» » Strefa mroku Queen of the Nile (1959–1964)

Short summary

A syndicated columnist, Jordan Herrick, gets an interview with the famous and beautiful actress Pamela Morris. She claims to be 38 years old but according to Jordan's information, that would have made her first film as an adult when she was only 10. He takes her word for it but her elderly mother, Viola Draper, has news for him: she's not Pamela's mother, she is her daughter. The more he looks into her background, the more convinced he becomes that Pamela hasn't aged for decades. Faced with the facts, Pamela shows the lengths she will go to in order to protect her great secret.

The swimming pool shown is the same one used in the very last one broadcast, "The Bewitchin' Pool" as well as season's two's, "The Trouble with Templeton".

Pamela Morris' previous pseudonyms include Constance Taylor and Gladys Gregory. It is hinted that her original identity was Cleopatra VII.

Viola Draper was born in 1893.

Pamela Morris claimed to have been born in 1925.

User reviews

  • comment
    • Author: Cells
    Ghost written by Jerry Sohl for Charles Beaumont, who by this time was suffering from Alzheimers disease. This entry generally lives in the shadow of Beaumont's season one tale of longevity, 'Long Live Walter Jameson'. I think this one stands by itself as a middle ranking Zone. Pamela Morris (Ann Blyth) is a flirty , soft-spoken, beautiful star of old movies who somehow never seems to age. She has a very strange filial relationship with Viola (Celia Lovsky) and you'll have to see it to find out just how strange. Pamela gives an interview to a cynical journalist (Lee Philips) who wants to unravel her alluring and sinister mystery. Rod Serling says he's 'just looked into the face of The Twilight Zone', and it can seldom have looked better than Ann Blyth, best known as the spoiled Veda in 'Mildred Pierce'. Pamela Morris is deceptively feminine and petite, and the star performance carries this light 'Sunset Boulevard'-like entry well.

    Kevin McCarthy lived to 96 after starring in 'Long Live Walter Jameson'. Ann Blyth is one of the very few stars remaining from the 1940's. Let's wish her much more longevity!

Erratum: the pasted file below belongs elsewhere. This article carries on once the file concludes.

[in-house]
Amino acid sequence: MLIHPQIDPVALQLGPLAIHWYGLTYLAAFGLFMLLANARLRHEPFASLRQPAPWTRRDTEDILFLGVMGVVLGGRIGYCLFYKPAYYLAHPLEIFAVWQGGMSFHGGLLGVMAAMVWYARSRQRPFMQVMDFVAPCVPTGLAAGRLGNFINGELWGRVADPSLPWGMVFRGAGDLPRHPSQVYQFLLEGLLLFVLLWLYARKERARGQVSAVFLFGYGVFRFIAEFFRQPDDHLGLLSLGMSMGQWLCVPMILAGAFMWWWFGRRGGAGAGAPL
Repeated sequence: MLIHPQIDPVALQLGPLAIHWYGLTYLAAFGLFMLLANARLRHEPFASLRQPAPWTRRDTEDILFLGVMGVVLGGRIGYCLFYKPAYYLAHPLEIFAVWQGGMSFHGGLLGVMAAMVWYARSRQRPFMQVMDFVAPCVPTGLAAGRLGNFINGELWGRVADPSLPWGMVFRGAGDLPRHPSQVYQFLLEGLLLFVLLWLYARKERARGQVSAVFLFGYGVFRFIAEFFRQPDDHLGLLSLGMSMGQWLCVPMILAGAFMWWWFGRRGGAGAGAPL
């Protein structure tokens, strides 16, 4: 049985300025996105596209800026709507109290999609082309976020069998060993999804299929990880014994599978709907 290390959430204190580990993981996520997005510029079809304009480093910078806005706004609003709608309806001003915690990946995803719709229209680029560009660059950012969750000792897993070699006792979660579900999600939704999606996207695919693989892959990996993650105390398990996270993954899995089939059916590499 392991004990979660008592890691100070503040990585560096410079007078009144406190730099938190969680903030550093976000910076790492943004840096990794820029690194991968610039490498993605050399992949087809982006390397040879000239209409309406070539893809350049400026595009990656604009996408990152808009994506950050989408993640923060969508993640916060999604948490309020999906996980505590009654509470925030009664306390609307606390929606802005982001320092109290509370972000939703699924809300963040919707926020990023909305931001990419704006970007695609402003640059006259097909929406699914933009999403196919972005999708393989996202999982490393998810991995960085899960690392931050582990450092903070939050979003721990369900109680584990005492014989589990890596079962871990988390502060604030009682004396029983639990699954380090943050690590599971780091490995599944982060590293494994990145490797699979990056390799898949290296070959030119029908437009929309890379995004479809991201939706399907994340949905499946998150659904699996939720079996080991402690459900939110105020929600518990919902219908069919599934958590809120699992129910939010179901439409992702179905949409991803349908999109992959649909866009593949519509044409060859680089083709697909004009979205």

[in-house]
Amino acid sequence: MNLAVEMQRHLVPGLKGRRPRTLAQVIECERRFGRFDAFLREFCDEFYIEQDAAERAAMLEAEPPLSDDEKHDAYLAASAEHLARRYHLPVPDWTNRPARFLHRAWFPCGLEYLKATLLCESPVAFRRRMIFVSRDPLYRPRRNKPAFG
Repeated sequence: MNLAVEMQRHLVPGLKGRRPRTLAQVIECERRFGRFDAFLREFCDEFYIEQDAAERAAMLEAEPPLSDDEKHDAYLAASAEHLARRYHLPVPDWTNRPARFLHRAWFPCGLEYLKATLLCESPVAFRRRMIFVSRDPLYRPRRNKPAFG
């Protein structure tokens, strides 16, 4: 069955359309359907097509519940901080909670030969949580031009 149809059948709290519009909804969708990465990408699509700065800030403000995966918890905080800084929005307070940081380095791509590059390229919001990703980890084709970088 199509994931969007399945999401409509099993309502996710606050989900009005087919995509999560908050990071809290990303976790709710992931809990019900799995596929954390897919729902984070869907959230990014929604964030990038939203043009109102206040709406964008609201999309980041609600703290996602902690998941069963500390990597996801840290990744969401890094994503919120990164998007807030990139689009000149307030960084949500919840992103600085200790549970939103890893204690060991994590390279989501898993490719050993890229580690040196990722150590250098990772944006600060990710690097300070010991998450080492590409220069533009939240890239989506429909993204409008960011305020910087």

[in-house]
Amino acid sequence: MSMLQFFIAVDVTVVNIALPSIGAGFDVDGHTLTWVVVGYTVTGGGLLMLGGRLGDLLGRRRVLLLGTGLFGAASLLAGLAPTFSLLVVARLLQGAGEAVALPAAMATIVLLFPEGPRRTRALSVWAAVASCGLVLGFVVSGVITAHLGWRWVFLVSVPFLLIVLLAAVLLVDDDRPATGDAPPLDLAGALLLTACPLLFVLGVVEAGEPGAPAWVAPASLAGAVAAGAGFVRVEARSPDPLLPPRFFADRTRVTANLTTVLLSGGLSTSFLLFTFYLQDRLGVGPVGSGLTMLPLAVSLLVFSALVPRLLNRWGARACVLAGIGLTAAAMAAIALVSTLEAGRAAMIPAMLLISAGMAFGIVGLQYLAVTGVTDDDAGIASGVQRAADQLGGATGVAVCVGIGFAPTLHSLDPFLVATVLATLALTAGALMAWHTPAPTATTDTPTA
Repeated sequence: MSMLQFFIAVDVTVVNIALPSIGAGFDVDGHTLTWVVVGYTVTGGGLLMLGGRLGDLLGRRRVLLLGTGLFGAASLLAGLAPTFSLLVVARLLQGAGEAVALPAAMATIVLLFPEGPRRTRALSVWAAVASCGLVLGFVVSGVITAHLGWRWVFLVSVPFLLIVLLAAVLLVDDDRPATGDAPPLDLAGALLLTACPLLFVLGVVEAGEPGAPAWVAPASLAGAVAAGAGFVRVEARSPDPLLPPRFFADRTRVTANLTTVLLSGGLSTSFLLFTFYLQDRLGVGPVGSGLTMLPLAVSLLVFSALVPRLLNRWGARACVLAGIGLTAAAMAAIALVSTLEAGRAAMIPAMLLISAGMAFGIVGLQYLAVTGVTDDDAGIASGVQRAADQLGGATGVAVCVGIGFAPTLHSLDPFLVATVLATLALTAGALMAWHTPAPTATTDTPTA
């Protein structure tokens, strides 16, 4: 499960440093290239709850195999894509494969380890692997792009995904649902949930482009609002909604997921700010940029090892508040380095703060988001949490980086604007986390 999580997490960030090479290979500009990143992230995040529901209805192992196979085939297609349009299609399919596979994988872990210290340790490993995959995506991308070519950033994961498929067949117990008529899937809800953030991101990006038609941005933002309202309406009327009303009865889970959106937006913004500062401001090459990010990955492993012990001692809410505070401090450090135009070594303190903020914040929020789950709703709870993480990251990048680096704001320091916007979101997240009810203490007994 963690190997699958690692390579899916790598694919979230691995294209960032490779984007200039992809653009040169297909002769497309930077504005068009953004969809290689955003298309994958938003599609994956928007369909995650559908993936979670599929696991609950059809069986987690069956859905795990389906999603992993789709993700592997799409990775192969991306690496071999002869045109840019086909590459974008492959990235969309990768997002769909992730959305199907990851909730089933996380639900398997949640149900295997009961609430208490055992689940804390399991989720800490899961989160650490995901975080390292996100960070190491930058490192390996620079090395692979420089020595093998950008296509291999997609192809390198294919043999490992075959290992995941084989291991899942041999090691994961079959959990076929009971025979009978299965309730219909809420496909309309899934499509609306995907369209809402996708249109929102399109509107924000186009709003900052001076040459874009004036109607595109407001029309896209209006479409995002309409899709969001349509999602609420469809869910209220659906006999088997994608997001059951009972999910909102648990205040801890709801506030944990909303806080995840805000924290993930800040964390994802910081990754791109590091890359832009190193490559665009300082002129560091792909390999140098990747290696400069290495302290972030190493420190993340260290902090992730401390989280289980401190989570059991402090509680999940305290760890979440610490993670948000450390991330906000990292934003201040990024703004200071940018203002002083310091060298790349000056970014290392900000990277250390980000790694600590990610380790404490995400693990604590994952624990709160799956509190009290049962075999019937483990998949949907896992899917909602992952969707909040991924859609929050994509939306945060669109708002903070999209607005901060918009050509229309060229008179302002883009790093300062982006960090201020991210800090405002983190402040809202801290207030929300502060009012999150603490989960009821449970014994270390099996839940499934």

• comment
    • Author: Manesenci
    Rod Serling always felt that a writer could write tougher and stronger "message" pieces working in the science fiction/fantasy genre than he could ever write in a contemporary dramatic setting. He was right. And this episode proves it. Ann Blyth offers up an ageless movie queen who has played Cleopatra in both the silent and sound versions of the story. A handsome young reporter is sent to inquire how this is possible. Her explanation (she was very young in the first film) is plausible and puts him at ease. Bad move. He is quickly approached by a mysterious woman twice-his-age. He brushes her warnings off, too. Another bad move. It only gets worse for our good man from the fourth estate. Stay tuned for the twist ending and Mr. Serling's theory will crystallize before your eyes. Ann Blyth never played wicked any better. Every dusty old bone in her body is evil. But she looks great. The actress who played the old lady went on to uncover another evil plot in Soylent Green. Unfortunately, with the same negative results.
  • comment
    • Author: Malanim
    Pamela Morris, an attractive, seemingly good-girl actress has a dark secret. With the aid of an ancient and deadly, vampiric beetle, she can live forever, and has already been around since the days of the Egyptian pharaohs. Living with her is a German-speaking woman, Viola Draper, who is quite convincingly passed off as her mother. Viola wants no part of Morris's deadly endeavors, but fears meeting the fate of Pamela's many victims if she doesn't cooperate.